One of the nicer surprises of the fall movie season has turned out to be Robert Zemeckis’ Flight starring Denzel Washington as an airline pilot who heroically rescues 150 passengers from certain death only to have it discovered he was loaded on booze and cocaine at the time. What follows is a genre-defying entertainment that challenges and sometimes flies in the face of an audience’s notions of right and wrong.
Flight is a passion project from screenwriter John Gatins who started his Hollywood career as an actor over two decades ago and who struggled with his own addiction issues before cleaning up and shifting his focus to writing. His highest profile credit is probably the 2011 Hugh Jackman pic Real Steel, but Gatins also wrote and directed the family sports drama Dreamer: Inspired by a True Story starring Kurt Russell and Dakota Fanning in 2005.
I recently sat down with Gatins over breakfast to talk about Flight.
Craig Kennedy: The first thing that strikes me about Flight is that it’s not really a genre movie you can fit into a specific box in an era where it seems that’s all Hollywood wants. How did you get it done?
John Gatins: I tell you, that was the struggle that I had in the 12 years I was trying to finish the script and ultimately get the movie made. You know, because I was trying to direct this movie as well and I was writing it on spec. There was no boss who was saying, “Where is it?” It was me kind of trying to sort it out and tell the story as I was writing it and it kept wanting to be a character piece. There aren’t a lot of movies where you can say “Let’s go see this movie. It’s just about this guy.” It’s never just about “this guy” it has to be a sports drama about a guy or a biography about a guy. But, having Robert Zemeckis as the director was great and having Denzel Washington in the lead was fantastic. He’s a guy who has an audience that’s faithful.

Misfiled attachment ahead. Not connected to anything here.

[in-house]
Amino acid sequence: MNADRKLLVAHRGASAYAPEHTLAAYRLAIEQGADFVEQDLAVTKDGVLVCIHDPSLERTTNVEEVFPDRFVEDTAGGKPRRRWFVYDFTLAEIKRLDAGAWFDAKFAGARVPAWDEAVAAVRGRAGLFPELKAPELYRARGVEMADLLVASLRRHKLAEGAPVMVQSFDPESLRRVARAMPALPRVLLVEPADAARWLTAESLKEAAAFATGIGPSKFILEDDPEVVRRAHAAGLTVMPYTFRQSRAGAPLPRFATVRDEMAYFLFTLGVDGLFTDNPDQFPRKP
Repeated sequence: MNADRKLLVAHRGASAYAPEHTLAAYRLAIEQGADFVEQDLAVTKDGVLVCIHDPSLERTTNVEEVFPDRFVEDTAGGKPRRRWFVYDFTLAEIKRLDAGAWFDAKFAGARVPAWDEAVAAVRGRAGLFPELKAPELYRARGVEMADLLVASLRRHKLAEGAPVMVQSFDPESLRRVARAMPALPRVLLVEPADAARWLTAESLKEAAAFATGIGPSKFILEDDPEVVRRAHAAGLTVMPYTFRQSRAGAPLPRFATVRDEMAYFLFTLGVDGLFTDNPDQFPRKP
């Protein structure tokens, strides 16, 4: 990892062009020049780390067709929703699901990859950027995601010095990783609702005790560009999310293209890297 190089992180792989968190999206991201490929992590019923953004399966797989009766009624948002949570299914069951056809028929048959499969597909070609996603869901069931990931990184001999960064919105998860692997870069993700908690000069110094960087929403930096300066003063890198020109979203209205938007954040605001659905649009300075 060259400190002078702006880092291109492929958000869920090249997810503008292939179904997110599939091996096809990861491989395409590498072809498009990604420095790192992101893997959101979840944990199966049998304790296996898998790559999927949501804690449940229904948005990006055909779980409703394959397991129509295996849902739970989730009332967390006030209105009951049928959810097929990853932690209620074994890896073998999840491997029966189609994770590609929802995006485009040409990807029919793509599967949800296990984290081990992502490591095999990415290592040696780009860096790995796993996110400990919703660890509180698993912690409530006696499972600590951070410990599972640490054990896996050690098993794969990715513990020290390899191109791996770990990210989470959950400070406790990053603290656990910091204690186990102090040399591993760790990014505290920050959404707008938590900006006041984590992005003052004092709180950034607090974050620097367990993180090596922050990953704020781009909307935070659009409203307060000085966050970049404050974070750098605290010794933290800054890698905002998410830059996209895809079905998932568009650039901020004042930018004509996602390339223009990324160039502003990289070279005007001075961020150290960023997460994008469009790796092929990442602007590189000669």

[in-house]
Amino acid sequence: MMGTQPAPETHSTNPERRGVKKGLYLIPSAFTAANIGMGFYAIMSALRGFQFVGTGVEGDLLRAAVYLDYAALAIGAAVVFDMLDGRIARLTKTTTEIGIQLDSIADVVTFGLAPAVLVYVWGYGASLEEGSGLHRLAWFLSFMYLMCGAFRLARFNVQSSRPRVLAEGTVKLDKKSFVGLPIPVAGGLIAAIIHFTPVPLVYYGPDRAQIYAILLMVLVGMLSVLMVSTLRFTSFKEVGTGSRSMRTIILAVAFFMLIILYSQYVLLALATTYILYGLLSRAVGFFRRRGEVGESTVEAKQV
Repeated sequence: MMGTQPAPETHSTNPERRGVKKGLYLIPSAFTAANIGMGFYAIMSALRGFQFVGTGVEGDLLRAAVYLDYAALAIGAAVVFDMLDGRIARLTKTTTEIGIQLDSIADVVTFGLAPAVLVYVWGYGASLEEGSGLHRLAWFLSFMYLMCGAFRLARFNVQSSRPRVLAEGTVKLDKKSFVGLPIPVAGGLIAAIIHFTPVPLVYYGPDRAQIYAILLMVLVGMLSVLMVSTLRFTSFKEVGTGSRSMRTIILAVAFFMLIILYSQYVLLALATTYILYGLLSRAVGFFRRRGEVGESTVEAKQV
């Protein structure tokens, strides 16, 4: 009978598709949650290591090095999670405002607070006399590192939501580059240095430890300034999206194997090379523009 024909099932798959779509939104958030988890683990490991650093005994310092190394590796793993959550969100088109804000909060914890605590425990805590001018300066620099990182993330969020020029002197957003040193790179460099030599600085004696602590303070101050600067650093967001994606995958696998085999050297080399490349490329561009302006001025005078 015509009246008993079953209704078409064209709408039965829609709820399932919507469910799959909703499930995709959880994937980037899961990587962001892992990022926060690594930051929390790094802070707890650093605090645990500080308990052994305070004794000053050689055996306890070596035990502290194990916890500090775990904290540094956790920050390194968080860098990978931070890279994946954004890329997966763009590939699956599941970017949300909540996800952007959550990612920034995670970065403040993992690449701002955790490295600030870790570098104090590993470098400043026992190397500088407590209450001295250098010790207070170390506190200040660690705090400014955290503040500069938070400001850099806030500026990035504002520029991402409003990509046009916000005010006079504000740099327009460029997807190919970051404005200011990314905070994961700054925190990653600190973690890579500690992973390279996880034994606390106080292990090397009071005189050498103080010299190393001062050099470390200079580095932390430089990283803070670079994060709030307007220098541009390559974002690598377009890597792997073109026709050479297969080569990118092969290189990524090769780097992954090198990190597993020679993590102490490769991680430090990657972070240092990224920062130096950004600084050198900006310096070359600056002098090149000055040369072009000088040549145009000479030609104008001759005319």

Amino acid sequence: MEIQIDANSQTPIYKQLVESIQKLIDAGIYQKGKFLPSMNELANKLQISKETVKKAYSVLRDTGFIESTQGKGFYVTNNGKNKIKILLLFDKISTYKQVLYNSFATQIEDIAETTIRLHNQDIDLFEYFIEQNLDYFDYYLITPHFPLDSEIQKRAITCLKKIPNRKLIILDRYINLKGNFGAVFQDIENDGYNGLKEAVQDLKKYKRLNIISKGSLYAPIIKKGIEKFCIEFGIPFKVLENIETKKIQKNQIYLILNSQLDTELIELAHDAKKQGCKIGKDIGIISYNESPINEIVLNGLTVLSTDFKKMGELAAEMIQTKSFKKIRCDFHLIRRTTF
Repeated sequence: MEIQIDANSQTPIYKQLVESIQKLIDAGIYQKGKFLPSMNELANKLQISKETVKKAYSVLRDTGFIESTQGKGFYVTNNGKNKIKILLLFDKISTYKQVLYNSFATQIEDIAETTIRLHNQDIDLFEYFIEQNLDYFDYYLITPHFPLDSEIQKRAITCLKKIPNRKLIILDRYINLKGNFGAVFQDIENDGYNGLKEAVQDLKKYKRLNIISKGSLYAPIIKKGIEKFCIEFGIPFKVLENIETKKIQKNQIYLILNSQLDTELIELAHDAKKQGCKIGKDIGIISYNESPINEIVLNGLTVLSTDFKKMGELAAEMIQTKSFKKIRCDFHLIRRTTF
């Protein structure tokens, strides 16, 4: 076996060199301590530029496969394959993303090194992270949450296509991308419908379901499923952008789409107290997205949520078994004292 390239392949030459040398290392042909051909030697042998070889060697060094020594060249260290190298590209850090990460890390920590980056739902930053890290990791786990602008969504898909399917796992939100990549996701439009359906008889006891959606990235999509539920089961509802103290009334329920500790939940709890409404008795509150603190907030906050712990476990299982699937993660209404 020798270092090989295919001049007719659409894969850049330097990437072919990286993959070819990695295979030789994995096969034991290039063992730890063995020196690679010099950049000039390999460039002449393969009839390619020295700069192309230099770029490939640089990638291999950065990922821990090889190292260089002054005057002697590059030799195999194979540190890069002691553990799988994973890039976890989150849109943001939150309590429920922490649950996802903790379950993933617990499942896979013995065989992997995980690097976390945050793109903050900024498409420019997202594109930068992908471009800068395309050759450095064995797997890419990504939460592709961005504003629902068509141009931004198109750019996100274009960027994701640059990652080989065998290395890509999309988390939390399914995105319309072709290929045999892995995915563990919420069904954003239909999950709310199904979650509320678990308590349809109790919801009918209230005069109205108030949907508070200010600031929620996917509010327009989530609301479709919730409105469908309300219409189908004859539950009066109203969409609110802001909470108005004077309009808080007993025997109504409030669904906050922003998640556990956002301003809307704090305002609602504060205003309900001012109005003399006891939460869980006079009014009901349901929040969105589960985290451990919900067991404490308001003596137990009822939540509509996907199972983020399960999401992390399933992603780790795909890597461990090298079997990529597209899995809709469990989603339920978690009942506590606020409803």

Craig: Suddenly it’s not just a character piece, it’s a Denzel Washington movie and that’s something you can sell to a studio…
John: And the fact that Bob and Denzel pushed off their salaries. That’s what made it go, the idea that we were going to make this movie for $30 million, because that was kind of an undeniable piece of business. Even though the movie wasn’t a genre movie, it fit the math. You get a Robert Zemeckis and Denzel Washington movie for $30 million. I think you could go to any studio in town and they’d buy that. Right? So, it gave us the opportunity to make the movie that we made which has a dark, complicated character right in the middle of it. It’s got issues that are not the most film friendly. You know, I can’t say to you, “Hey man, let’s look at this list of 10 addiction movies that made $100 million.” They don’t exist.
Craig: It’s a risky subject and also it’s R-rated which is something studios have been skittish about…
John: Look at a movie like Argo. I like that movie. That’s another R-rated film and they’ve done well and people have responded. It’s satisfying to them. So, I’m hoping there’s a little bit more of a turn back to R-rated adult dramas like we had in the ’70s. I’ve been on panels with all the cast and it’s interesting because a lot of people talk about it like it’s something they haven’t seen in a long time. Don Cheadle was like, “I don’t know if Kramer vs. Kramer gets made today.”